BY BROOKE MASON , ’22. PHOTOS COURTESY ANNA LEACH.
At age 4, senior Anna Leach was gifted her first tennis racket by her father. Today, she is one of four captains of Upper Arlington’s Varsity A Girls Tennis Team.
Leach began playing tennis with her sisters and father at the Upper Arlington High School Tennis Courts and Swim and Racquet Tennis Courts. She continued to play at Swim and Racquet but received her first lessons at The Players’ Club.
Leach played throughout middle school and has played all four years of high school, participating on the Upper Arlington’s Varsity B Girls Tennis Team freshman and sophomore year. Both junior and senior year, she made the varsity A team. Each year, by competing against her team members and improving during the off-season, Leach moved up the team’s lineup.
“We have like team matches, which is when I play third singles, and then we have individuals like states, and I’ll be playing doubles in that,” Leach said.
Both the UAHS tennis community and the psychological effects of the game have affected Leach.
“I think tennis has had a pretty big impact on my life. It keeps me active… I know a lot of people on the team… It keeps me focused,” Leach said. “You have to be pretty strong mentally to play tennis. You have to stay focused because every point counts.”
However, the biggest influence on Leach’s tennis career is her father, Dr. John Leach.
“My dad had played tennis all growing up. He played on the middle school team at Jones and then at the high school. He also played in college at Ohio State,” Leach said. “He was on varsity all four years. He also won [doubles at] states his sophomore year.”
Growing up and still today, Leach, her sisters and her father play tennis whenever they can.
“When we go on vacations, like to the beach, we try to bring four rackets so we can play doubles together,” Leach said.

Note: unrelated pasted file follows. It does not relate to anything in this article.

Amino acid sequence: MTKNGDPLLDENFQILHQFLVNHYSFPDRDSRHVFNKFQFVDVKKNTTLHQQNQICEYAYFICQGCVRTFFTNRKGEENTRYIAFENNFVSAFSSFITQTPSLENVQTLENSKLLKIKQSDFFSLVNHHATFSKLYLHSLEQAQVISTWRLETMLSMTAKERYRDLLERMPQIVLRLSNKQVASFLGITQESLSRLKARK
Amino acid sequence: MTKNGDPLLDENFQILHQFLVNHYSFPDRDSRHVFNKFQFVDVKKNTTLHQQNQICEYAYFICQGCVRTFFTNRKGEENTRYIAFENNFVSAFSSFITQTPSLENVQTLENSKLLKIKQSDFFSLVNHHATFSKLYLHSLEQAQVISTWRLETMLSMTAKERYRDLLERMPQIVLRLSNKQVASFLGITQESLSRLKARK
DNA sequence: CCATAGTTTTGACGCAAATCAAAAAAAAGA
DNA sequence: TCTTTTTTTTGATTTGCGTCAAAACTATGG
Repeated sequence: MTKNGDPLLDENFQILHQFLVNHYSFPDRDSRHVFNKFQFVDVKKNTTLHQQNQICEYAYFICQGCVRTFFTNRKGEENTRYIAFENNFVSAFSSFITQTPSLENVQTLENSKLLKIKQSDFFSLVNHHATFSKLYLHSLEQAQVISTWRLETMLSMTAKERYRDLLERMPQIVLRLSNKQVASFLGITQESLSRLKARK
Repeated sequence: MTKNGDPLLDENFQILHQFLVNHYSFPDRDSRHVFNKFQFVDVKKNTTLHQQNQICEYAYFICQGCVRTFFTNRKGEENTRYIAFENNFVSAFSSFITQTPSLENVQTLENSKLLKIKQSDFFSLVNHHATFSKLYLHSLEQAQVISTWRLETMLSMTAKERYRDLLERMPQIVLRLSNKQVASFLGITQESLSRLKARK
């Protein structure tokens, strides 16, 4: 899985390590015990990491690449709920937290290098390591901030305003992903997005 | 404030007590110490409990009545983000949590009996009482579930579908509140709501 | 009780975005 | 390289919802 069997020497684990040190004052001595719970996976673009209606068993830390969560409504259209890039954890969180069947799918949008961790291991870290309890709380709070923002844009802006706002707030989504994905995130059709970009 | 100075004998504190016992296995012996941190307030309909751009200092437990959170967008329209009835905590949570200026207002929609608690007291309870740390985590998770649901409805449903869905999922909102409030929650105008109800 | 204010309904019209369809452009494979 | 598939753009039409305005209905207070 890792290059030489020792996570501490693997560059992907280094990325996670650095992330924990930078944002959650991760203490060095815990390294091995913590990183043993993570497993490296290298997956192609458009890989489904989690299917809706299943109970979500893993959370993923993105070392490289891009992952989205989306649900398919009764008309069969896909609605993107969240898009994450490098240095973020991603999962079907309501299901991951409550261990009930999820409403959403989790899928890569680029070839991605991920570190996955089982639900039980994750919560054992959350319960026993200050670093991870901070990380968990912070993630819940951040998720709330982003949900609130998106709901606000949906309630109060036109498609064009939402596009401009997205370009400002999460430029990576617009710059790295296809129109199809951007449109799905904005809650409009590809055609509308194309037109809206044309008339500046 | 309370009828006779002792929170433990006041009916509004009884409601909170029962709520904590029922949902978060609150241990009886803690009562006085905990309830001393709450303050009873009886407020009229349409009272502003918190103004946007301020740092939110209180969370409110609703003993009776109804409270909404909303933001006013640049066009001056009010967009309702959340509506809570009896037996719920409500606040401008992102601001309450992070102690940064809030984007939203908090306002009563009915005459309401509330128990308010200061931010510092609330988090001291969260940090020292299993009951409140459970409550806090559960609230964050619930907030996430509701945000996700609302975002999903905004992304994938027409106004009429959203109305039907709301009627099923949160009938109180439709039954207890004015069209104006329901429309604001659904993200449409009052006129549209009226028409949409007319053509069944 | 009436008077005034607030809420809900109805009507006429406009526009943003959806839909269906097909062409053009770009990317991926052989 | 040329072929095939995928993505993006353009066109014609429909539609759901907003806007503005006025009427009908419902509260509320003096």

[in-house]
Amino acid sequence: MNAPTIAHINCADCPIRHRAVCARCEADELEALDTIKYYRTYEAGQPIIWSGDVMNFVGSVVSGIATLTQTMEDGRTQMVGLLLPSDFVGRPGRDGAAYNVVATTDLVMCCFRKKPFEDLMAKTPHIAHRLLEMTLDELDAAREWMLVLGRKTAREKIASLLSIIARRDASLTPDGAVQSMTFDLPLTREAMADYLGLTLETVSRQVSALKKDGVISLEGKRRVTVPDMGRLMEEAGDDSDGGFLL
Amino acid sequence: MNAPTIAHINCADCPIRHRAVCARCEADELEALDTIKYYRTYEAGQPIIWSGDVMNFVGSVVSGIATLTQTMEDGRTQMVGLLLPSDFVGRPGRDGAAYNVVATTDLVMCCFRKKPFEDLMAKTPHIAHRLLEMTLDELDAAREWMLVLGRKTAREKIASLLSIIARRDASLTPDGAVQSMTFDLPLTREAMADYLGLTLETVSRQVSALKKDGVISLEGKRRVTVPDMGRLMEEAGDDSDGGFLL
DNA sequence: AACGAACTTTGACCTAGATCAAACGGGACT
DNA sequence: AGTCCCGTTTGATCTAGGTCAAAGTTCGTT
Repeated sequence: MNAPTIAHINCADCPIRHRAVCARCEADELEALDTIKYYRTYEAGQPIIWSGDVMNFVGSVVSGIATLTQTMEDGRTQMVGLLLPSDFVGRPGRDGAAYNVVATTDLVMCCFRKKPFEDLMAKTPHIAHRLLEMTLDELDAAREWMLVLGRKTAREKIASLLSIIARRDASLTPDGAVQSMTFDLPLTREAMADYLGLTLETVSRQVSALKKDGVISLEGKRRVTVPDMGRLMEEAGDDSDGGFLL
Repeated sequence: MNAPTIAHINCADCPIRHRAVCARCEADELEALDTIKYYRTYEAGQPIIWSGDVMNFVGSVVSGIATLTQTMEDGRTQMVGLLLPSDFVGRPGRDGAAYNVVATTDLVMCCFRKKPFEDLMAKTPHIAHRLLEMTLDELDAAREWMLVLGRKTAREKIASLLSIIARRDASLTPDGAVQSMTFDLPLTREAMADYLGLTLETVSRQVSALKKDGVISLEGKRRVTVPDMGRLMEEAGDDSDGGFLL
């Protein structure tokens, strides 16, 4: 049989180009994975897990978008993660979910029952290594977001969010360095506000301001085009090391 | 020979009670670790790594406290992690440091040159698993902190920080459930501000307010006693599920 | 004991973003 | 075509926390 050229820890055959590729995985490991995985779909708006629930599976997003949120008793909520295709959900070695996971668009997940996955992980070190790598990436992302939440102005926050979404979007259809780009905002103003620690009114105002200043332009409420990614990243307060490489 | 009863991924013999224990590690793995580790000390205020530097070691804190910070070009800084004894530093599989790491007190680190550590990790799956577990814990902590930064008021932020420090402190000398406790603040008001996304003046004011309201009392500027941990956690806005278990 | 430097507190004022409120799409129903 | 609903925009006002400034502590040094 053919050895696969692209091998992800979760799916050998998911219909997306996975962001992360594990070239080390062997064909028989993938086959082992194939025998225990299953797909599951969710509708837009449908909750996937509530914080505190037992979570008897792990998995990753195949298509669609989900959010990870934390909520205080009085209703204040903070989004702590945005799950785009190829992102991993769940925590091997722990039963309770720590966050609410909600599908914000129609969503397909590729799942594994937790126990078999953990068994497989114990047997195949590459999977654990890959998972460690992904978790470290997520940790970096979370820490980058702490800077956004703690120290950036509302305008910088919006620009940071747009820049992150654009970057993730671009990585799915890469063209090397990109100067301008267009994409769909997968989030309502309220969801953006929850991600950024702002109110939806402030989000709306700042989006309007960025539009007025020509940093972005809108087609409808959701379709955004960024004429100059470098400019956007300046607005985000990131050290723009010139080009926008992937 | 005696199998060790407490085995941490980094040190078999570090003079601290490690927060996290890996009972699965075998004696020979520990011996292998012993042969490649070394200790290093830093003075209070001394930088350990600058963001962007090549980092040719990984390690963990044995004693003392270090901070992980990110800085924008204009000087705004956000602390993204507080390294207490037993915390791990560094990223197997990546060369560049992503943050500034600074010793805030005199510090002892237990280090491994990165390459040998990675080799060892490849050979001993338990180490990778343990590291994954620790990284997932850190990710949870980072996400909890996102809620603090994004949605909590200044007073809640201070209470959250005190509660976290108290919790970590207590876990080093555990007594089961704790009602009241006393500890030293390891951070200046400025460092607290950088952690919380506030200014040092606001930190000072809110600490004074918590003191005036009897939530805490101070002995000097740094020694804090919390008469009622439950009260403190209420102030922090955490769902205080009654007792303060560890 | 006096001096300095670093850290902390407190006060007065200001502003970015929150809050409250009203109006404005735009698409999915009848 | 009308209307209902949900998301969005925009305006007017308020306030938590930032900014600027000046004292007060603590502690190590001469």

In addition to playing for fun, Leach’s father helps her improve her skills; while he was never an official coach, he often gives pointers and tips to Leach during practice sessions and after matches.
“He always gives me tips on basically everything; he gives a lot of tips after tournaments and stuff: tells me what to improve, always pushing me to get better and work hard,” Leach said. “It’s been pretty informal, I have other coaches that are more formal. But he’s always been a coach as well.”
Playing and practicing together as well as talking about tennis led to the sport becoming a means of bonding for the father-daughter duo.
“We play a lot together… we’ve gotten closer through that, and sometimes we watch matches on TV and stuff, like the professionals playing,” Leach said.
Although having a parental figure with a personal connection to a sport can result in more pressure, Leach is grateful that her father introduced her and encouraged her to play tennis.
“Tennis to me is basically like, it’s probably my favorite part about high school,” Leach said. “I don’t think I would honestly be playing tennis if he hadn’t played tennis.”